Around this time last year I gave up on Facebook. I deleted the majority of the information on my account and stopped using it. This past January I deleted it for good. Facebook gone from my life forever.
I was reluctant in signing up for Facebook, and avoided it for years, even after endless prodding from Ali and others. I simply did not want an account because I didn’t trust Facebook, nor did I see the need for it in my life. I caved in late 2009 to early 2010 because I was looking for a job in marketing, and how could you have a job in marketing without a Facebook page?
I signed up for an account, but didn’t add many friends. I added Ali, and a few others. I didn’t intend to fully use it, only have a presence there. Slowly but surely people started to find my account through Ali’s and they would add me. I gave in and added people as well.
I didn’t post much, but what I did post was stuff I cross posted from Twitter, a social network that I truly love. I got a decent amount of feedback on those tweets that I posted to Facebook, and I got sucked into the validation. It was also fun cracking jokes in the comments of people’s posts. It reminded me of what I liked about MySpace (ha, remember MySpace?).
I had my account pretty locked down. You couldn’t find me in the search unless we had a friend in common. Any personal information was hidden, or fake. I even made an completely new email address that I only used for Facebook.
I didn’t trust Facebook (and I still don’t). They proved time and time again that they don’t care about their users’ privacy. They would update their software and it would overwrite all of your security settings. They would automatically opt you into whatever asinine new feature they were launching which would expose you or items you wanted private, often without you having no prior knowledge.
Last June I got fed up and made one last post that I was leaving, and then wrote about it on my blog. I didn’t delete my account right away because I didn’t see the purpose of it. Facebook doesn’t delete profiles, they deactivate them. They would still have all my information stored somewhere on their servers. This is their modus operandi.
That is when I changed my personal information, and unliked any service, company, whatever I had liked over the 2 years I used Facebook. I disconnected the few apps that I had connected to Facebook (which because I didn’t want to give Facebook any information about myself that I didn’t need to, this was a vey small number).
No one could write on my wall, or tag me in posts. I rarely checked or responded to messages on Facebook, so if someone was looking to reach me there they were out of luck.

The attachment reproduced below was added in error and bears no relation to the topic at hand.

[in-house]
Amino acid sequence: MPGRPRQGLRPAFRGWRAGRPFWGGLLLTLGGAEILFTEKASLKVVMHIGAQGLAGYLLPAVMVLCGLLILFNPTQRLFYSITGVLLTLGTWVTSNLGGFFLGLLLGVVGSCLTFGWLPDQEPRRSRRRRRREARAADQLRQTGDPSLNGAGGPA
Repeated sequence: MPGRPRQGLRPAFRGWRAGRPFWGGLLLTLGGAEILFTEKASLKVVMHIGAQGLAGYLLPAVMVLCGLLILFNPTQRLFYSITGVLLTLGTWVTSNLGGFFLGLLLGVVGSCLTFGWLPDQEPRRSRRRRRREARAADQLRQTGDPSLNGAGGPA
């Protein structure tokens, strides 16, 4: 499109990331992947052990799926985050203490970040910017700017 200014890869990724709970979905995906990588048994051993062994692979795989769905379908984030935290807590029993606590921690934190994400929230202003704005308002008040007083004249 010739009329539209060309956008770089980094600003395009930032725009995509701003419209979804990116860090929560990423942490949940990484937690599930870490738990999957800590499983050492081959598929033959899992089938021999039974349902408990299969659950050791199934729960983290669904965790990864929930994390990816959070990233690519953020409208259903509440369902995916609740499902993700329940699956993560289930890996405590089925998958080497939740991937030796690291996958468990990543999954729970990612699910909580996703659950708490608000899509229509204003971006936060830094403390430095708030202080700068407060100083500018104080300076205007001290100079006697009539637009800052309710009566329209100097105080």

I scrubbed myself from Facebook as much as possible.
I was done. I was gone.
I did, however, sign on about once a month to make sure nothing had changed in my account or privacy settings. Once or twice I had to lock things back down when Facebook automatically opted me into new features.
Shortly before I did all this Facebook bought Instagram. This really upset me because I loved Instagram, and I knew with Facebook in control they would surely screw it up and that my days were numbered.
It took Facebook about a year to screw up Instagram, and they did see an exodus of users. Of which, I was one. Instagram updated their Terms of Service with some really terrible wording, which seemed like they were going to sell your photos and information to advertisers. They could track where you posted pictures from and advertisers could use your photos without your knowledge. Instagram said that those claims were not true, but ended up rolling the terms back to a previous version.
Their terms still state some weird things, and it’s only a matter of time before they put the offending items back in.
This is how Facebook operates. You are not the customer, you are the product. Facebook’s customers are their advertisers. And they sell everything about you that they can. They track you all over the Internet, wherever you see their Like button, they can gather information about you, whether you’re logged into Facebook or not. If you’d rather NOT be tracked by Facebook and other services there are many browser plugins that you can install, like Do Not Track Me.
Because of all of this, and the fact that I had to keep checking in on my security settings after I left Facebook I decided to delete my Facebook account in January of 2013. I had found a website with instructions which claimed to show you how to fully delete your account. For those of you who are interested, these are the instructions I followed to fully delete my Facebook account.
The instructions tell you not to sign in for two weeks after, or you will risk having your deletion request terminated. I waited about a month and a half to try and login to see if my account was actually deleted. To my surprise it was. I was gone from Facebook.
I’m back to getting weird looks from people when they ask if I’m on Facebook and I tell them “no”.
“Why not?! Everything is on Facebook!” That’s my problem with it.
Do I ever miss Facebook? Not at all. But what I do miss is seeing photos of my niece and nephews. I did sign up for a new Instagram account (that I don’t log into on my phone or post photos to) so I could see the photos of the kids that my sister and sisters-in-law post.
I’m done with Facebook, and good riddance.
If you want to follow me online, you can do so here: